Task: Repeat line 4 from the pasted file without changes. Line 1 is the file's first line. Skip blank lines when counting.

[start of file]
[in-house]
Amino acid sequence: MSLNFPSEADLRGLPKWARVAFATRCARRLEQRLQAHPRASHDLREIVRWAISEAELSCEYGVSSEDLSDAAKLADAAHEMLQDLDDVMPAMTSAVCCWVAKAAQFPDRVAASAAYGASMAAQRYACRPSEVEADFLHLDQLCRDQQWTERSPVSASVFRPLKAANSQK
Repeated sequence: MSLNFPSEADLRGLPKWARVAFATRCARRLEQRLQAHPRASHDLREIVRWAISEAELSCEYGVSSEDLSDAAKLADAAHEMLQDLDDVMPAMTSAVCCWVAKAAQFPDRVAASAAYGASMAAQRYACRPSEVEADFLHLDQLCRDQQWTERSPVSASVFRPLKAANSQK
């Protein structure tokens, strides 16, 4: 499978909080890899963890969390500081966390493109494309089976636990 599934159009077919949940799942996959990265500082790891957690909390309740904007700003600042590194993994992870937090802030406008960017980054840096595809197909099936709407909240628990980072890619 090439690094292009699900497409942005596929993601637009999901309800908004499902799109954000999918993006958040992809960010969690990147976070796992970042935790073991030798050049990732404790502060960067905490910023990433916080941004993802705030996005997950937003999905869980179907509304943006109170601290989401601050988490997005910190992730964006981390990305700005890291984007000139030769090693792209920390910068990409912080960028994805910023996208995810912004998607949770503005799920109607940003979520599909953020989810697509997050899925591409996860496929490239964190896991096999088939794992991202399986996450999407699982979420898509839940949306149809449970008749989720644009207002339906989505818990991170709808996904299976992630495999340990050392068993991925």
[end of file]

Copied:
């Protein structure tokens, strides 16, 4: 499978909080890899963890969390500081966390493109494309089976636990 599934159009077919949940799942996959990265500082790891957690909390309740904007700003600042590194993994992870937090802030406008960017980054840096595809197909099936709407909240628990980072890619 090439690094292009699900497409942005596929993601637009999901309800908004499902799109954000999918993006958040992809960010969690990147976070796992970042935790073991030798050049990732404790502060960067905490910023990433916080941004993802705030996005997950937003999905869980179907509304943006109170601290989401601050988490997005910190992730964006981390990305700005890291984007000139030769090693792209920390910068990409912080960028994805910023996208995810912004998607949770503005799920109607940003979520599909953020989810697509997050899925591409996860496929490239964190896991096999088939794992991202399986996450999407699982979420898509839940949306149809449970008749989720644009207002339906989505818990991170709808996904299976992630495999340990050392068993991925």